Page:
To My Clients, Friends & Observers:
And you have to love it. It’s been a six-year bull market, up on good news, up on bad news, up on no news, without so much as a 10% correction in the last 30 months. For a few years now I have been sharing my concerns about the quality and relative paucity of corporate earnings – despite what’s reported in the indexes. It is hard to get adjusted to what some call “the new normal” of slow growth. When the present value of future cash flows is declining and the market appreciates almost 30% it should get somebody’s attention, and it certainly has mine.
The market has been engineered to its present level by the Federal Reserve Bank, which owners are principally the same banks that created the financial mayhem of the last decade. The Fed indicates that it will continue tapering its monthly bond purchases by approximately $10 billion a month. Investors have been shoe-horned into the stock market by the zero, short-term interest rates. It has forced me to get yield from utility stocks for my retired, fixed-income clients. We’re not alone; the utility index is the biggest gainer so far this year, up over 5%. The Fed has been fighting a war against deflation and has won, inflating the financial markets mostly.
The “strong corporate earnings” of 2013 ran out of gas in the 4th quarter. Corporate share buybacks, which in December I had estimated at approximately $380 billion, actually topped $538 billion for the year. We track the reported earnings of each of the S&P 500 Index companies without regard to weighting. For the third quarter 2013, 161 companies (32%) of the Index had trailing twelve months (TTM) declines in earnings. Fourth quarter earnings have just finished reporting. As of 3/17 the TTM earnings of 226 companies (45%) had declined compared to the prior quarter. Looking at earnings this way, they broadly declined at an increasing rate.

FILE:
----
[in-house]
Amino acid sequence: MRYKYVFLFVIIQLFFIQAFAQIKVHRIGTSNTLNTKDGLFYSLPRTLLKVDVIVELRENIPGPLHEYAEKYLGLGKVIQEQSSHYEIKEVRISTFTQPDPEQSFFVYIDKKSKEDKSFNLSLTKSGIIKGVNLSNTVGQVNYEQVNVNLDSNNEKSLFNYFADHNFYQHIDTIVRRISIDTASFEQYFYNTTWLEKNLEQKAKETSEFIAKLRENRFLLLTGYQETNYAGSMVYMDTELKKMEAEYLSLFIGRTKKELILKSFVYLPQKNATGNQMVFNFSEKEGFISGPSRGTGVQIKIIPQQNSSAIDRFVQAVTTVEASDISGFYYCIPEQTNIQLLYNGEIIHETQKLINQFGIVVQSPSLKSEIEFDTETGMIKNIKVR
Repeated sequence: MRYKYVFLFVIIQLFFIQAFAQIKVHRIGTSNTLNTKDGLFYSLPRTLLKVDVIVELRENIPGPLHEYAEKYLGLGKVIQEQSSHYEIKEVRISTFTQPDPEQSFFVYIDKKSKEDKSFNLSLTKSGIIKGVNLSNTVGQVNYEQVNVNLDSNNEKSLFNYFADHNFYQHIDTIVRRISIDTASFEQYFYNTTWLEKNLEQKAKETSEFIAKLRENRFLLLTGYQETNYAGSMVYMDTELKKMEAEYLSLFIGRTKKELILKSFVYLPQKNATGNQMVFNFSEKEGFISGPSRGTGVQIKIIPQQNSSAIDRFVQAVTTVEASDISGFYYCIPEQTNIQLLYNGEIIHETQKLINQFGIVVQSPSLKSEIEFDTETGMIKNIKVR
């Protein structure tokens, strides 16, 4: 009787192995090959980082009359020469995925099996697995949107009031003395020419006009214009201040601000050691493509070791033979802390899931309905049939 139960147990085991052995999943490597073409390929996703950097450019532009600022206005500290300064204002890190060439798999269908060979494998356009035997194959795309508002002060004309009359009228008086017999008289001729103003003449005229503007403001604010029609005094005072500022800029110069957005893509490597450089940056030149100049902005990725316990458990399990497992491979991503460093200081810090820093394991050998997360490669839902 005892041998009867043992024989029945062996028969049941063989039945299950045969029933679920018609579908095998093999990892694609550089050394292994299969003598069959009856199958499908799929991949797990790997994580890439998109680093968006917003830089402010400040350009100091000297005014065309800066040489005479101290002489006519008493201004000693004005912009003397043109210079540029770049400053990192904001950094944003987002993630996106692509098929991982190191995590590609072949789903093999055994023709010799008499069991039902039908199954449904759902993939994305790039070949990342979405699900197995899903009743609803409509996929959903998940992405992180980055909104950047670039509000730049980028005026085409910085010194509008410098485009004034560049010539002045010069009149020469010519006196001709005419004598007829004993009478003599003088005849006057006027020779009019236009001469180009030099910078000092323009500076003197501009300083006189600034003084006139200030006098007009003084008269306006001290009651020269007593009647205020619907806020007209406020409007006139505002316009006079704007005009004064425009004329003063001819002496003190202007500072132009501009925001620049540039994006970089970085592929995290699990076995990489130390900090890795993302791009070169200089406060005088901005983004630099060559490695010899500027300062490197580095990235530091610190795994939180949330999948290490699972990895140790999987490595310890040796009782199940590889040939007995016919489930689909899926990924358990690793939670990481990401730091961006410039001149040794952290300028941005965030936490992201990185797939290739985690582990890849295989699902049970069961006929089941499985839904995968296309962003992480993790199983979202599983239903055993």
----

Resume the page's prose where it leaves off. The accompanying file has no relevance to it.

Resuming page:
As a result, the P/E ratio of the Index has expanded to 20 from 18 at year-end, reflecting shrinking earnings and indicating a market getting ahead of itself. I mentioned in my December comments that a fair value rule of thumb for the Index is the P/E + CPI = 20, and in December we were at “fair value.” Yale professor Robert Shiller incorporates inflation more realistically and calculates the Index’s P/E ratio using 10 years of inflation-adjusted earnings instead of TTM reported earnings. The Schiller P/E is over 25, 54% above the long-term average, and putting it in the top 10% of historical valuations since 1881, as reported by Spencer Jakab in the 3/24 Wall Street Journal. Mr. Shiller accurately called the tech and housing bubbles.